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Evaluating the influence of the internal ratings-based approach on bank lending in Japan


  • Shin Fukuda

    () (Meiji University)


The capital adequacy requirement of banks shifted in March, 2007 from Basel I to Basel II. In Basel II, exact measurement of credit risk is adopted, and banks choose between a standardized approach (SA) and an internal ratings-based approach (IRBA). In general, the IRBA is a more risk-sensitive capital requirement measurement than the SA and Basel I. Theoretical modeling in related literatures implies that since the IRBA depends on the probability of default, a downturn implies a higher capital requirement, meaning that the IRBA is pro-cyclical to the business cycle. The purpose of this paper is to verify the effects of the IRBA on bank lending through empirical analysis. Although the empirical analysis here cannot confirm the pro-cyclicality of the IRBA, it does allow the proposal of a benchmark for the effects of this approach. The effect we estimate is the Average Treatment Effect on the Treated (ATT), and the estimation method adopted is difference-in-difference propensity score matching (DID-PSM). Using this method, we can confirm the real effects of the IRBA. The results are that in 2006-2007 when bank balance-sheets were favorable, the ATT are negative, but all these are insignificant, on the other hand, in 2006-2008 when the balance-sheets were infuluenced by the subprime-loan crisis, the ATT are negative and significant, and smaller than it in 2006-2008. Thus, we cannot say that the IRBA has the pro-cyclicality exactly.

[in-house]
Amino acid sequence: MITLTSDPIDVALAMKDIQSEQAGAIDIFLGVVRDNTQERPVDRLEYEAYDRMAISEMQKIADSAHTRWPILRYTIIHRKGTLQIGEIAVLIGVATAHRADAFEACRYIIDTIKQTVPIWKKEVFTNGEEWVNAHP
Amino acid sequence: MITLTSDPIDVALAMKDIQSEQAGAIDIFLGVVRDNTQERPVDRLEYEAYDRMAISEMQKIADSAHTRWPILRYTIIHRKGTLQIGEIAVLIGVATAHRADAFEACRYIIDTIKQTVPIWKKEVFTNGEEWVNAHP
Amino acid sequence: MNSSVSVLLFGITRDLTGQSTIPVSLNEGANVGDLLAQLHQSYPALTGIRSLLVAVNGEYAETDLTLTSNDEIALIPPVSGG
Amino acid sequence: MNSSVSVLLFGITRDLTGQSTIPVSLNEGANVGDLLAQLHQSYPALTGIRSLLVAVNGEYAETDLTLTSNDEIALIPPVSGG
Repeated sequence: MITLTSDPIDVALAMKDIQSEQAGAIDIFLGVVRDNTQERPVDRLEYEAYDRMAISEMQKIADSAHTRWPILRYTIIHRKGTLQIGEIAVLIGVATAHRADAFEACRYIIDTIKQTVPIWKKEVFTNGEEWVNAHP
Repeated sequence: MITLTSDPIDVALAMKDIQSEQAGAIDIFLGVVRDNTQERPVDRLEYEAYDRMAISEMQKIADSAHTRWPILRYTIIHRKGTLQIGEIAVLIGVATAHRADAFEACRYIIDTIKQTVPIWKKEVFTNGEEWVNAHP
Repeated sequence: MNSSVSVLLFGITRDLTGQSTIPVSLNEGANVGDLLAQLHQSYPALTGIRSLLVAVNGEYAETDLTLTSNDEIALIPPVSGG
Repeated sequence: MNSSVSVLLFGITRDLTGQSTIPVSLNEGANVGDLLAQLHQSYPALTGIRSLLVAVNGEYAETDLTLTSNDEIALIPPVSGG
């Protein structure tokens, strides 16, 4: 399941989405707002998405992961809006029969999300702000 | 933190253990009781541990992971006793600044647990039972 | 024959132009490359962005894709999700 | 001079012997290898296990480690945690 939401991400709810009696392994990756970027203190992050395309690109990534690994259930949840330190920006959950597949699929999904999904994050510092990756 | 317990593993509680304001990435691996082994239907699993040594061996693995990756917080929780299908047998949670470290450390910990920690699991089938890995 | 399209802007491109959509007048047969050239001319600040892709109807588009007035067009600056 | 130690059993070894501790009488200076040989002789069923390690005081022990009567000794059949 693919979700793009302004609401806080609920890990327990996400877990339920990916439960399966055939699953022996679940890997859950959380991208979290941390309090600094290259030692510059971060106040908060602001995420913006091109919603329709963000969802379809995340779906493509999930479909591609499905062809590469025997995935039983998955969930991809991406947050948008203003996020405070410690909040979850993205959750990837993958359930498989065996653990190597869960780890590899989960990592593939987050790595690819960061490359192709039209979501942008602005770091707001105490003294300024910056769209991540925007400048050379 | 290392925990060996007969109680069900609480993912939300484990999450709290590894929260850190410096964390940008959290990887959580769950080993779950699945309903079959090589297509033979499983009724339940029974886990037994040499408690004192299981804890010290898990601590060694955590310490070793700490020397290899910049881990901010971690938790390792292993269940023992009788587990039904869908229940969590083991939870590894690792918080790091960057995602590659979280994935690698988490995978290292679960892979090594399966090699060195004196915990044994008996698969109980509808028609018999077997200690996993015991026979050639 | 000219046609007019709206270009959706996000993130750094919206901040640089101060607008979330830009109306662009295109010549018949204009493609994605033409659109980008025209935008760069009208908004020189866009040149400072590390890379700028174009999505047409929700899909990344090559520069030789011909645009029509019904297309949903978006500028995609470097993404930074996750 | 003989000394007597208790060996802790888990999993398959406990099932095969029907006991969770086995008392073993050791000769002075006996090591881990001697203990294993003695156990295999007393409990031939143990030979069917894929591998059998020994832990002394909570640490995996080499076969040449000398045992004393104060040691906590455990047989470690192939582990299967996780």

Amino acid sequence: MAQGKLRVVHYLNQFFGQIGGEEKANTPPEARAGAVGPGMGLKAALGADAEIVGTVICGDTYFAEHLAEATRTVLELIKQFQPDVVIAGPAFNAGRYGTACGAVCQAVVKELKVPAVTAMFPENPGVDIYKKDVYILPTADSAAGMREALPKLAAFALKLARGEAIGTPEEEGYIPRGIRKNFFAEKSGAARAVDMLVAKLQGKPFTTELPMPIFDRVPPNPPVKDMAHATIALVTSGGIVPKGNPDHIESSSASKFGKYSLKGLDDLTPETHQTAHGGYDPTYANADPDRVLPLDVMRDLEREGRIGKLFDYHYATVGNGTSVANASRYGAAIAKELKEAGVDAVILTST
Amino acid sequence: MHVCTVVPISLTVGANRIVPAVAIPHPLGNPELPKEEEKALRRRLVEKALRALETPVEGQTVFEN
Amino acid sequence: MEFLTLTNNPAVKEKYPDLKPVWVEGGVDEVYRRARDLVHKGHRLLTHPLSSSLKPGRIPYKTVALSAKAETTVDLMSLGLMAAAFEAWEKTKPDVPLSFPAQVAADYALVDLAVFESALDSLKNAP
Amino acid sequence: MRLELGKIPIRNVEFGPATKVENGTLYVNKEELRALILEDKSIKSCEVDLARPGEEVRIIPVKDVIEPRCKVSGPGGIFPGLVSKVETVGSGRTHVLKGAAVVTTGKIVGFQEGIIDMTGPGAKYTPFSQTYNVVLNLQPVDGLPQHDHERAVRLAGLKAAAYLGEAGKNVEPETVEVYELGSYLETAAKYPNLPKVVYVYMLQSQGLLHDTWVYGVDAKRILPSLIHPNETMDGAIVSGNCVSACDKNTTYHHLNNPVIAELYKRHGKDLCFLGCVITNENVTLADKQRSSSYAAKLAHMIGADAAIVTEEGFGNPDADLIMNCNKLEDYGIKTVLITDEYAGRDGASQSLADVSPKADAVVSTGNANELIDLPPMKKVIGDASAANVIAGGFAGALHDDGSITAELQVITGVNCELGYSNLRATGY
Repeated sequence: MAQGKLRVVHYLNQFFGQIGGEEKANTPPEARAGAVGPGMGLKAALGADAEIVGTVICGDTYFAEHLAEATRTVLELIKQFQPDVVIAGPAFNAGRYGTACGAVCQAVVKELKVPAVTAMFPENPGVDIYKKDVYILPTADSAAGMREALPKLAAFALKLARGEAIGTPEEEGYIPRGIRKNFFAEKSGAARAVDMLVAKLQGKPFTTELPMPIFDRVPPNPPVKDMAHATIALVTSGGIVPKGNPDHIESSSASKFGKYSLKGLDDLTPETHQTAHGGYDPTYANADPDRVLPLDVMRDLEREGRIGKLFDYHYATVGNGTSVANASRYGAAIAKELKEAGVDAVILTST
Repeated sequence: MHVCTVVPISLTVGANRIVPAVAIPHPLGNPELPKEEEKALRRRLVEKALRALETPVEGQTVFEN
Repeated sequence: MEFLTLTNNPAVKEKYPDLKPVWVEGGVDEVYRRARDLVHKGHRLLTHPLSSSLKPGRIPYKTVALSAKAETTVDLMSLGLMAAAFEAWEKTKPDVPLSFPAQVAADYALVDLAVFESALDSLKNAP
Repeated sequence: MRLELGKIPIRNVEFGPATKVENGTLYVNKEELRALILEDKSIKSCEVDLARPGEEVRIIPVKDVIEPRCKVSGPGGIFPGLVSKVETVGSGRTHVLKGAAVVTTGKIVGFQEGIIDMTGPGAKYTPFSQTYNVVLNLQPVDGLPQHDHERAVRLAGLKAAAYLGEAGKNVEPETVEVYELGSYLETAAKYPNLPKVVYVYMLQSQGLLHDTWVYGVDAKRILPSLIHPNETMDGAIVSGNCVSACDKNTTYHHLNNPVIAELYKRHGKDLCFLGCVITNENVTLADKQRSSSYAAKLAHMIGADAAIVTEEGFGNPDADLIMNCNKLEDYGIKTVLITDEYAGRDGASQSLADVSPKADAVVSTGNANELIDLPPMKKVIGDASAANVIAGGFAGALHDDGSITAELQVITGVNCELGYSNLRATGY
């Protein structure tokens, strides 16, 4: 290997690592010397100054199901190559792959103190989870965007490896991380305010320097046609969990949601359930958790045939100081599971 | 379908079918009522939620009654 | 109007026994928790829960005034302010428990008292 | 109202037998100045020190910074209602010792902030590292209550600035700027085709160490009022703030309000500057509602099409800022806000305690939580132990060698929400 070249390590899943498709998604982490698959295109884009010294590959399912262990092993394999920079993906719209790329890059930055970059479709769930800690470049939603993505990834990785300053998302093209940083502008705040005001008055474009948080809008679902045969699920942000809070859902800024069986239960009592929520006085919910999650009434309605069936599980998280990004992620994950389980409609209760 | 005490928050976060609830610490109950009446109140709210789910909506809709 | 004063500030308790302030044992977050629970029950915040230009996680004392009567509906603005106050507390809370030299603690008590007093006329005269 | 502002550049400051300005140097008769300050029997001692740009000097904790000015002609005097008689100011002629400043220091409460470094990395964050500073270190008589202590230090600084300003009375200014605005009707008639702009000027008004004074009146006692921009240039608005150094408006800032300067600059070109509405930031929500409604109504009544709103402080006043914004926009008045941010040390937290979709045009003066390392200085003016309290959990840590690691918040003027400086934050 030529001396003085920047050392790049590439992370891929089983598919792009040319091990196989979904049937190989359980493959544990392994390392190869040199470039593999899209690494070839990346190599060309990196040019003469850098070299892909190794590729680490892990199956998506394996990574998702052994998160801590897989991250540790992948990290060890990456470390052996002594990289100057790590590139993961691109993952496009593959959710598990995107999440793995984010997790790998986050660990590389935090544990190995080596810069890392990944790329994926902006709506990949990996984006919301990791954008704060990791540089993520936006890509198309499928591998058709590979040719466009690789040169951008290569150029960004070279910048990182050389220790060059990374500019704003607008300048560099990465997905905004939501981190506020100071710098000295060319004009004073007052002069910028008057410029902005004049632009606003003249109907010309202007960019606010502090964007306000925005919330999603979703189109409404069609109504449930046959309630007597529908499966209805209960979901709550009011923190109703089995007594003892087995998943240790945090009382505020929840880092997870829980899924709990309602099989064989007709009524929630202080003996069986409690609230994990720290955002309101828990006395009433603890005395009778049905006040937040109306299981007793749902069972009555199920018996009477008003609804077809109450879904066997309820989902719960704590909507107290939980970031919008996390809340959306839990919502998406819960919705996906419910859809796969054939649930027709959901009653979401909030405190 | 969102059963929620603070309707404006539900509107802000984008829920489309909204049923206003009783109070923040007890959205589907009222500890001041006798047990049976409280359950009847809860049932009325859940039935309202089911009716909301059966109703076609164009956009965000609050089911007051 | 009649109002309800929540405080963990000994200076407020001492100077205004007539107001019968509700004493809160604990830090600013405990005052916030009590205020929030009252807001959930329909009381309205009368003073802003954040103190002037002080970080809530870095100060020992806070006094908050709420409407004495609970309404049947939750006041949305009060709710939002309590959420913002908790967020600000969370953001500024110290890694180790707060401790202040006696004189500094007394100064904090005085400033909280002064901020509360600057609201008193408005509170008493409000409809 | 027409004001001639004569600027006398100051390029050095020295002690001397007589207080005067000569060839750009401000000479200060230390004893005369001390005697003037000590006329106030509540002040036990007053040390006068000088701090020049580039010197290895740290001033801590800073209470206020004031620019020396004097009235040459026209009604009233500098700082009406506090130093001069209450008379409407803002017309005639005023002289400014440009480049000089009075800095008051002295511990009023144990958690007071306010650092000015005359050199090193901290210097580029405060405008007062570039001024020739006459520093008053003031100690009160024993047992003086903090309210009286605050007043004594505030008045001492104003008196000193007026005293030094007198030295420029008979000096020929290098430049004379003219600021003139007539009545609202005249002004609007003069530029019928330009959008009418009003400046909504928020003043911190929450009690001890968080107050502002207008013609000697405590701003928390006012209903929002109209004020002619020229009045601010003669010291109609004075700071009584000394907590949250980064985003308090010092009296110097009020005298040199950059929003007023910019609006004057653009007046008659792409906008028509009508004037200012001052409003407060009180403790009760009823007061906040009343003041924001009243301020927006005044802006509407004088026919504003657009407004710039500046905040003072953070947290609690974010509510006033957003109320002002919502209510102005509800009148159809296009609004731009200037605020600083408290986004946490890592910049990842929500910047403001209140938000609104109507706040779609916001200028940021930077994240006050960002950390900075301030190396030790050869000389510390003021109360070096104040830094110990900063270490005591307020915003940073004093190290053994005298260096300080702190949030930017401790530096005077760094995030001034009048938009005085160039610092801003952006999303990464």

Suggested Citation

  • Shin Fukuda, 2010. "Evaluating the influence of the internal ratings-based approach on bank lending in Japan," Economics Bulletin, AccessEcon, vol. 30(4), pages 2842-2855.
  • Handle: RePEc:ebl:ecbull:eb-10-00161

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    Capital requirement; Basel II; internal ratings-approach; average treatment effect on the treated; difference-in-difference propensity score matching estimation;

    JEL classification:

    • E5 - Macroeconomics and Monetary Economics - - Monetary Policy, Central Banking, and the Supply of Money and Credit


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